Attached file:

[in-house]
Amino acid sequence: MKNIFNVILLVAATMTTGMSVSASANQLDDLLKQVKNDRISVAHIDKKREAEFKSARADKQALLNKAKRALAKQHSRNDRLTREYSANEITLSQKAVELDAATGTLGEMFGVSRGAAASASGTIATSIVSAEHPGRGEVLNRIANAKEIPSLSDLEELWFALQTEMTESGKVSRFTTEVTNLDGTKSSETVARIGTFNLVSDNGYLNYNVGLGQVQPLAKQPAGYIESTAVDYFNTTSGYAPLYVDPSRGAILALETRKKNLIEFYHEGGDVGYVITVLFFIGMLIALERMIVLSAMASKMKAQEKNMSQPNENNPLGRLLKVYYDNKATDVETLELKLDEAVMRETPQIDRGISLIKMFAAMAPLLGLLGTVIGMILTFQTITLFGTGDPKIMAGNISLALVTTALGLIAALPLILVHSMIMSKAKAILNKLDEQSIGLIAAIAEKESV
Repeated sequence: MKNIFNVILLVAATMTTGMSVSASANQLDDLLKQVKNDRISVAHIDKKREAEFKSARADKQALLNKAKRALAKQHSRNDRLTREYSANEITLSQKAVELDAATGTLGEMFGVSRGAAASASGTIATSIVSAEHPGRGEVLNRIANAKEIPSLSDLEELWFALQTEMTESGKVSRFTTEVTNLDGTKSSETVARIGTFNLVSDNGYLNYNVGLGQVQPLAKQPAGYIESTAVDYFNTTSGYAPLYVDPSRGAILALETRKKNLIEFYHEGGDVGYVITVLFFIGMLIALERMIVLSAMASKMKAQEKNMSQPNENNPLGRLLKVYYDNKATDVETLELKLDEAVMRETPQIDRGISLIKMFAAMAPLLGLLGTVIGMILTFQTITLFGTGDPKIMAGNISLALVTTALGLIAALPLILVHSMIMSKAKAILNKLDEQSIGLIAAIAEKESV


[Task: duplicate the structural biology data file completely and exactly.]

[in-house]
Amino acid sequence: MKNIFNVILLVAATMTTGMSVSASANQLDDLLKQVKNDRISVAHIDKKREAEFKSARADKQALLNKAKRALAKQHSRNDRLTREYSANEITLSQKAVELDAATGTLGEMFGVSRGAAASASGTIATSIVSAEHPGRGEVLNRIANAKEIPSLSDLEELWFALQTEMTESGKVSRFTTEVTNLDGTKSSETVARIGTFNLVSDNGYLNYNVGLGQVQPLAKQPAGYIESTAVDYFNTTSGYAPLYVDPSRGAILALETRKKNLIEFYHEGGDVGYVITVLFFIGMLIALERMIVLSAMASKMKAQEKNMSQPNENNPLGRLLKVYYDNKATDVETLELKLDEAVMRETPQIDRGISLIKMFAAMAPLLGLLGTVIGMILTFQTITLFGTGDPKIMAGNISLALVTTALGLIAALPLILVHSMIMSKAKAILNKLDEQSIGLIAAIAEKESV
Repeated sequence: MKNIFNVILLVAATMTTGMSVSASANQLDDLLKQVKNDRISVAHIDKKREAEFKSARADKQALLNKAKRALAKQHSRNDRLTREYSANEITLSQKAVELDAATGTLGEMFGVSRGAAASASGTIATSIVSAEHPGRGEVLNRIANAKEIPSLSDLEELWFALQTEMTESGKVSRFTTEVTNLDGTKSSETVARIGTFNLVSDNGYLNYNVGLGQVQPLAKQPAGYIESTAVDYFNTTSGYAPLYVDPSRGAILALETRKKNLIEFYHEGGDVGYVITVLFFIGMLIALERMIVLSAMASKMKAQEKNMSQPNENNPLGRLLKVYYDNKATDVETLELKLDEAVMRETPQIDRGISLIKMFAAMAPLLGLLGTVIGMILTFQTITLFGTGDPKIMAGNISLALVTTALGLIAALPLILVHSMIMSKAKAILNKLDEQSIGLIAAIAEKESV